Self-Organization for Collective Action: An Experimental Study of Voting on Formal, Informal, and No Sanction Regimes

Brown Economics Working Paper

49 Pages Posted: 31 Jan 2011

See all articles by Thomas Markussen

Thomas Markussen

University of Copenhagen - Department of Economics

Louis Putterman

Brown University - Department of Economics

Jean-Robert Tyran

University of Vienna; University of Copenhagen - Department of Economics; Centre for Economic Policy Research (CEPR)

Multiple version iconThere are 2 versions of this paper

Date Written: January 31, 2011

Abstract

Entrusting the power to punish to a central authority is a hallmark of civilization. We study a collective action dilemma in which self‐interest should produce a sub‐optimal outcome absent sanctions for non‐cooperation. We then test experimentally whether subjects make the theoretically optimal choice of a formal sanction scheme that costs less than the surplus it makes possible, or instead opt for the use of informal sanctions or no sanctions. Most groups adopt formal sanctions when they are of deterrent magnitude and cost a small fraction (10%) of the potential surplus. Contrary to the standard theoretical prediction, however, most groups choose informal sanctions when formal sanctions are more costly (40% of the surplus). Being adopted by voting appears to enhance the efficiency of both informal sanctions and non‐deterrent formal sanctions.

Keywords: Formal Sanctions, Informal Sanctions, Experiment, Voting, Cooperation

JEL Classification: C92, C91, D03, D71, H41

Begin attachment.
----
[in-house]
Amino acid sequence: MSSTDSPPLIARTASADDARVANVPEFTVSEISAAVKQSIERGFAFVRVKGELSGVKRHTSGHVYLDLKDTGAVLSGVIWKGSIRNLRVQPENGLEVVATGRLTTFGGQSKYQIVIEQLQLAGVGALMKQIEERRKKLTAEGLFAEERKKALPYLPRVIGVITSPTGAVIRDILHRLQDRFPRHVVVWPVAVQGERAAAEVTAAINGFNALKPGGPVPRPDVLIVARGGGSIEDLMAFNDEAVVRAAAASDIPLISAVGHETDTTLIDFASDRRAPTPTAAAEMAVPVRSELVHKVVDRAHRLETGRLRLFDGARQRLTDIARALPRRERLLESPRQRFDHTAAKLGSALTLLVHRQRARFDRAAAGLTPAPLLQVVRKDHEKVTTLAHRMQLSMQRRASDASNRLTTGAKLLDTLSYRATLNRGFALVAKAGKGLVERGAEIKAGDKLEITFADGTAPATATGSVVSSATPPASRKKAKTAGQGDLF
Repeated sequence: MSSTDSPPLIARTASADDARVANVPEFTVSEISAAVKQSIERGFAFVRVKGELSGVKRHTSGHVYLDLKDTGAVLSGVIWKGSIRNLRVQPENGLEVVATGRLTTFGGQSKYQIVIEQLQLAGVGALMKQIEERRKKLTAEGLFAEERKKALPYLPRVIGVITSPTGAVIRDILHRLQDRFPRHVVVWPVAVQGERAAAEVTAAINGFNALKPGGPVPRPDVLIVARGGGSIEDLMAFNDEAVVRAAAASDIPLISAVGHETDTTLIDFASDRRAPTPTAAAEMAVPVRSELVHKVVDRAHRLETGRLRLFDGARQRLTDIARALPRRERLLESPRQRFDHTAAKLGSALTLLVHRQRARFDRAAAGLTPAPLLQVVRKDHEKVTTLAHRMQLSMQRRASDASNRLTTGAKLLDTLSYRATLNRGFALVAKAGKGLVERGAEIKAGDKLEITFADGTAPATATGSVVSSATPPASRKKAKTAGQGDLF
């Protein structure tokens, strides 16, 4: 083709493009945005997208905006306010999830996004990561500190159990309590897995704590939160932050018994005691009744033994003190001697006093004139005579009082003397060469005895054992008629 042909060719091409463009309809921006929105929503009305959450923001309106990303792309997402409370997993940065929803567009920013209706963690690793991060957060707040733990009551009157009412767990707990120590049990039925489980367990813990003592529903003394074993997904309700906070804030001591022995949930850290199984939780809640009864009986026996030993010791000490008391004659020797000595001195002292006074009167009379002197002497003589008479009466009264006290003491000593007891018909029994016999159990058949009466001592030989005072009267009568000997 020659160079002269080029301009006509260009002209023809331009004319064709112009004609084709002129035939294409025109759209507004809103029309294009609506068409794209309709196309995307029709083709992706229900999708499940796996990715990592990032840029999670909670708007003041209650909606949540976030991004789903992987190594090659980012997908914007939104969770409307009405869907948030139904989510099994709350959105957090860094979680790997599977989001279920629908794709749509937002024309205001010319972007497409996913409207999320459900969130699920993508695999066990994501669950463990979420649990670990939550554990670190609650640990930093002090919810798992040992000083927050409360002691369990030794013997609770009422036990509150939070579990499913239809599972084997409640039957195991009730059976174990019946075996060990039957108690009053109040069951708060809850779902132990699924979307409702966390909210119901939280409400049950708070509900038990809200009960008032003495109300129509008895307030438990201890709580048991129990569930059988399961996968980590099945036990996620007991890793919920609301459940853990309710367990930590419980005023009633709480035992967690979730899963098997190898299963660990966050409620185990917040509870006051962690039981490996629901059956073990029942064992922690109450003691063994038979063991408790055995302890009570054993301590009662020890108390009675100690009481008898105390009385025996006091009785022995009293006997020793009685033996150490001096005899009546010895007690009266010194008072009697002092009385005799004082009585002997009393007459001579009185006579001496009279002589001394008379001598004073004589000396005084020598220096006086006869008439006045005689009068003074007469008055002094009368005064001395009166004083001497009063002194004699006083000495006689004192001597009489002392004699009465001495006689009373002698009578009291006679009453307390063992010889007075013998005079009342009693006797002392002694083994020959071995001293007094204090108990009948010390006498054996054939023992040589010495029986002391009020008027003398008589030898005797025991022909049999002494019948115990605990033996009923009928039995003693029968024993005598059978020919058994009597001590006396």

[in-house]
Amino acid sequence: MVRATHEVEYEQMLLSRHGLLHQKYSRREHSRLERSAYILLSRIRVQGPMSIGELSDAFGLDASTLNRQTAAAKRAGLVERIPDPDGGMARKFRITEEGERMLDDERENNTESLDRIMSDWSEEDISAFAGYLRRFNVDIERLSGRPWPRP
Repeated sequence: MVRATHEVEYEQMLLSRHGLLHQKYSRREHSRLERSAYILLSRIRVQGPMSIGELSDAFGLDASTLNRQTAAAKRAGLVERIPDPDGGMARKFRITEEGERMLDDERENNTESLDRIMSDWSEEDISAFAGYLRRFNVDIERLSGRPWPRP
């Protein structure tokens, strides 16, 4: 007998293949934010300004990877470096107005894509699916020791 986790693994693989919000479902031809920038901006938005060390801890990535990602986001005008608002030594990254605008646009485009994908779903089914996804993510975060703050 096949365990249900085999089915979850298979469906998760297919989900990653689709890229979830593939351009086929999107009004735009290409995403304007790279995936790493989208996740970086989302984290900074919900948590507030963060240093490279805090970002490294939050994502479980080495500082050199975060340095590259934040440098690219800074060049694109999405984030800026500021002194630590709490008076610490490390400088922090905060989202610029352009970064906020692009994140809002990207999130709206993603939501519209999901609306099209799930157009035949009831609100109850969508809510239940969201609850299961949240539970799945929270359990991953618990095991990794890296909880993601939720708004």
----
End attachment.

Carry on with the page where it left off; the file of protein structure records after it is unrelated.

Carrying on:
Suggested Citation

Markussen, Thomas and Putterman, Louis G. and Tyran, Jean-Robert, Self-Organization for Collective Action: An Experimental Study of Voting on Formal, Informal, and No Sanction Regimes (January 31, 2011). Brown Economics Working Paper. Available at SSRN: https://ssrn.com/abstract=1752268 or http://dx.doi.org/10.2139/ssrn.1752268

Thomas Markussen

University of Copenhagen - Department of Economics ( email )

Øster Farimagsgade 5
Bygning 26
1353 Copenhagen K.
Denmark

Louis G. Putterman (Contact Author)

Brown University - Department of Economics ( email )

Box B
Providence, RI 02912
United States
401-863-3837 (Phone)
401-863-1970 (Fax)

Jean-Robert Tyran

University of Vienna ( email )

Oskar-Morgenstern-Platz 1
Vienna, Vienna 1090
Austria

HOME PAGE: http://homepage.univie.ac.at/jean-robert.tyran/

University of Copenhagen - Department of Economics ( email )

Øster Farimagsgade 5
Bygning 26
1353 Copenhagen K.
Denmark
+45 353 23 027 (Phone)

HOME PAGE: http://www.econ.ku.dk/tyran/

Centre for Economic Policy Research (CEPR)

London
United Kingdom

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